In a landmark ruling on Friday, the High Court of England and Wales deemed cooperation between UK and Turkish Cypriot police authorities for the prosecution of fugitives is not forbidden by any clause of domestic law.
The ruling sought to address the ageing problem of suspects evading prosecution in the UK by fleeing to the north of Cyprus, occupied by Turkey since 1974, where the self-proclaimed ‘Turkish Republic of Northern Cyprus’ is recognised internationally only by Turkey.
Runaways to the north could thus not be extradited.
“But in a ruling today, judges said there was nothing to stop British police co-operating with law-enforcement agencies on the island,” the Daily Telegraph reported on Saturday, referring to Turkish Cypriot ‘police’.
“That means fugitives who refuse to return to Britain to face trial can be prosecuted in Northern Cyprus instead,” it said.
The government has asked for a copy of the ruling and declined to comment until it has had a chance to study it.
“We know it was being done unofficially – undercover UK police came to Cyprus and grabbed fugitives, obviously in consultation with someone here,” a government source told the Sunday Mail.
“It’s also true that we co-operate with them, too – through the United Nations. But what is really strange is that they are supposedly trying to get him tried here, in the north. The normal way to do it would be to ask for a fugitive’s extradition back to the requesting country, not hand over evidence so he can be tried abroad.”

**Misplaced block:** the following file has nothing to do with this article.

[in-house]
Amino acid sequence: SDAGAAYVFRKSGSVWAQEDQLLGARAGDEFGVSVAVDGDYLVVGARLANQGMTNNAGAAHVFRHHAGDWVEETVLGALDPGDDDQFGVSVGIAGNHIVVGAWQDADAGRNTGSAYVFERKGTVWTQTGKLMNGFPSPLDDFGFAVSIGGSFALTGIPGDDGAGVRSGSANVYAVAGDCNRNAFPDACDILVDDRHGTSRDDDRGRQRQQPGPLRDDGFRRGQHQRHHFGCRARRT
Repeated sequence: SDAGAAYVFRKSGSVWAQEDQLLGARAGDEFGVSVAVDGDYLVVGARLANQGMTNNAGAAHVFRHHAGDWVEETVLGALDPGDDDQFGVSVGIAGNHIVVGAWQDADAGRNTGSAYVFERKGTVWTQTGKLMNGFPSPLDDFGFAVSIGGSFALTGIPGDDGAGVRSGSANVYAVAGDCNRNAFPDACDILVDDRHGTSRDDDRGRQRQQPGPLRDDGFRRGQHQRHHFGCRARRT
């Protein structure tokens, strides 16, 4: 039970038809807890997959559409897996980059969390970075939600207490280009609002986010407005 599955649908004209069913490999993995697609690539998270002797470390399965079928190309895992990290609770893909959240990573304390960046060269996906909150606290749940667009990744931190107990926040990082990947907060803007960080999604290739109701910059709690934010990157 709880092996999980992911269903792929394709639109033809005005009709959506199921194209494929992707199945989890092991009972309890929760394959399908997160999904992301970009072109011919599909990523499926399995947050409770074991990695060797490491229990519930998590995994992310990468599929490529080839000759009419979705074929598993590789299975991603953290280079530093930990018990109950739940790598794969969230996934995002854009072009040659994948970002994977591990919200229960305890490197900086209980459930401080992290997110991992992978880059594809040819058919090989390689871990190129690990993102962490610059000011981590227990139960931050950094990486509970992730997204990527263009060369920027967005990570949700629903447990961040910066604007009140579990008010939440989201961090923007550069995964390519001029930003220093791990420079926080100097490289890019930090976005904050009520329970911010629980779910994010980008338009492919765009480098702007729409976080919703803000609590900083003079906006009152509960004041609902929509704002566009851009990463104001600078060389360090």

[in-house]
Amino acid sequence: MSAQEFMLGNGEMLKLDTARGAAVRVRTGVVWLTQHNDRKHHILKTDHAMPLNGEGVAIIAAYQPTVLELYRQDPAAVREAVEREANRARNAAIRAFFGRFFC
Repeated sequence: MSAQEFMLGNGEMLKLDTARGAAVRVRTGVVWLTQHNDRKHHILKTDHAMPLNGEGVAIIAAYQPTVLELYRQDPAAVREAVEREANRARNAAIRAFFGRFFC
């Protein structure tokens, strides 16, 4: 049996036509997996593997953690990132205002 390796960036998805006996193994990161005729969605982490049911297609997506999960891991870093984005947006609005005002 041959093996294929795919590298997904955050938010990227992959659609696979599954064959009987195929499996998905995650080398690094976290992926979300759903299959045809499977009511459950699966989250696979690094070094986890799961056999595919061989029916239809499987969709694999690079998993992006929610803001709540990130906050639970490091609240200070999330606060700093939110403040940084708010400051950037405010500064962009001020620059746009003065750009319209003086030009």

The High Court judges were dealing with the case of Hasan Akarcay, a 60-year-old businessman linked to the 2006 discovery of 12.5 kilos of heroin in Bradford.
Akarcay fled the UK to north Cyprus and has not returned since.
UK authorities passed evidence they found, including Akarcay’s fingerprints linking him to the heroin, to the Turkish Cypriots so that he could be tried here.
Some of the evidence was handed over to visiting Turkish Cypriot officers in the UK and some directly to so-called Turkish Cypriot authorities here by a National Crime Agency official.
This co-operation had been rubber-stamped by the Foreign Office, with the explicit disclaimer that under no circumstances did the decision undermine its non-recognition policy with regard to the unrecognised state.
But Akarcay’s lawyers promptly challenged the legality of this, claiming the passing of evidence and assistance to the north was illegal.
They argued that such cooperation amounted to an “act of recognition” by the UK of the breakaway regime in Cyprus.
Recognising the ‘TRNC’ would be illegal, they claimed, because it breached the terms of repeated UN Security Council resolutions.
But rejecting the challenge, the judge said there was no duty in UK law upon the government to refrain from recognising the Turkish-held enclave.
Foreign policy decisions and obligations emanating from international law are distinct to domestic legislation, which is the only one of concern to the court in this case, the judge said.
“The United Nations itself works with Northern Cyprus law enforcement agencies and facilitates cooperation between the two parts of the island,” the ruling said.
“In the circumstances of this case, the public interest in co-operation is clear.”
Although there was evidence of concerns in relation to conditions in the male prison in Turkish-held Cyprus, the judge said that did not mean that the conditions were not up to the standard required by the European Human Rights Convention.